There was no wage gap between the two sexes in the labour market in Bahrain.  In 2013, a ministerial decree had been adopted to ensure equal social benefits at the time of marriage for women and men.  The Ministry would ensure equal opportunity in the budget for women.  Access to justice was ensured for all citizens, with the Criminal Code stating that women enjoyed the same rights as men and could go to the courts in their own name.  A unit for women existed within the Ministry of Justice which oversaw matters of divorce, It provided free legal assistance and advice, as well as reconciliation assistance in cases of dispute.  On domestic violence, the delegation said that a national strategy had been launched to protect women from family violence, which had several focuses.  A unified database had been established for identified cases of violence with a unified follow-up mechanism.  Offices were being established in all provinces specialising in preventative care and care for victims.  The law on nationality was not based on discrimination against women.  According to the law, foreign spouses of Bahraini women could receive a residency permit, while children of Bahraini women and foreign fathers could benefit from funds if they remained in Bahrain. 

Regarding the Paris Agreement on climate change, the delegation said that Bahrain had designed a number of adaptation projects and emission reduction measures.  Standards had been defined for the protection of the coast.  Following COP 26, Bahrain had committed to redoubling efforts in the renewable energy sector and ensuring carbon neutrality and reduced emissions by 2035.  Bahrain was the first Arab State committed to respecting the provisions of the Basel Convention, submitting regular reports on hazardous wastes.  Bahrain guaranteed the rights to freedom of expression for the press, as guaranteed by the law on information and the press.  The delegation emphasised that there were no journalists in detention in Bahrain and no political prisoners; no journalists were imprisoned for expressing their opinion.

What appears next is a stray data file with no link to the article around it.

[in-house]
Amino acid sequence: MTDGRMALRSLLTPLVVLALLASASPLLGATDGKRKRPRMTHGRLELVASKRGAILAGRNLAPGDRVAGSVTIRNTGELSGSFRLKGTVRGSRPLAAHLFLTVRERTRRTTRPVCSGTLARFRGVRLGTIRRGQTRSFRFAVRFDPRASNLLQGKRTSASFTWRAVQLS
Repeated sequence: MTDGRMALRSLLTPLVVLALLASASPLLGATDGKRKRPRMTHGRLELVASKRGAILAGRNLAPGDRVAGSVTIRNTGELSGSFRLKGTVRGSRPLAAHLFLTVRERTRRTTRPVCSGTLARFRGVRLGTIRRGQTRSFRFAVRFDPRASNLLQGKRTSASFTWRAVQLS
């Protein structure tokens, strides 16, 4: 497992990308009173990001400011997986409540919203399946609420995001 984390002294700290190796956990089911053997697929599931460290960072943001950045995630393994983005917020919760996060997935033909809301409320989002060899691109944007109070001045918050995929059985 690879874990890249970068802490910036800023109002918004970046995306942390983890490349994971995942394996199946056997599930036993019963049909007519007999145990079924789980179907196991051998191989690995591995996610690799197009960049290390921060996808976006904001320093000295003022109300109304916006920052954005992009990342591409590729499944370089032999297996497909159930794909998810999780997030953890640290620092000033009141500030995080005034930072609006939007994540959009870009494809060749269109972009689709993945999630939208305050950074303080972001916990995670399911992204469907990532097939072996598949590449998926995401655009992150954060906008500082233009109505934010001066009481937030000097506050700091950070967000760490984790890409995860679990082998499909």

Legislation had been adopted to protect foreign workers, excluding no part of society.  Bahrain had a comprehensive and complete system which prohibited discrimination.  A regional centre in Bahrain provided services to all expatriates and immigrants which had been commended by many bodies in the region and beyond.  A digitised system was also in place which allowed workers to submit complaints if they considered themselves to be victims of abuse.  This enabled employees to recognise their rights and be provided with psychological support if necessary.  Bahrain worked in partnership with the countries of origin of foreign workers to ensure they were protected from exploitation or abuse.  Bahrain was firmly convinced of the need for prevention, which was why the current system had been implemented, guaranteeing the participation of civil society. 

Bahrain had put an investment in human resources at the heart of its policies, with the Government committed to ensuring education, health care and social protection, which made up a large part of the public budget.  The economy had invested a significant sum in social protection – around 14 per cent of the State budget, confirming Bahrain’s commitment to investing in human resources.

Follow-up Questions by a Committee Expert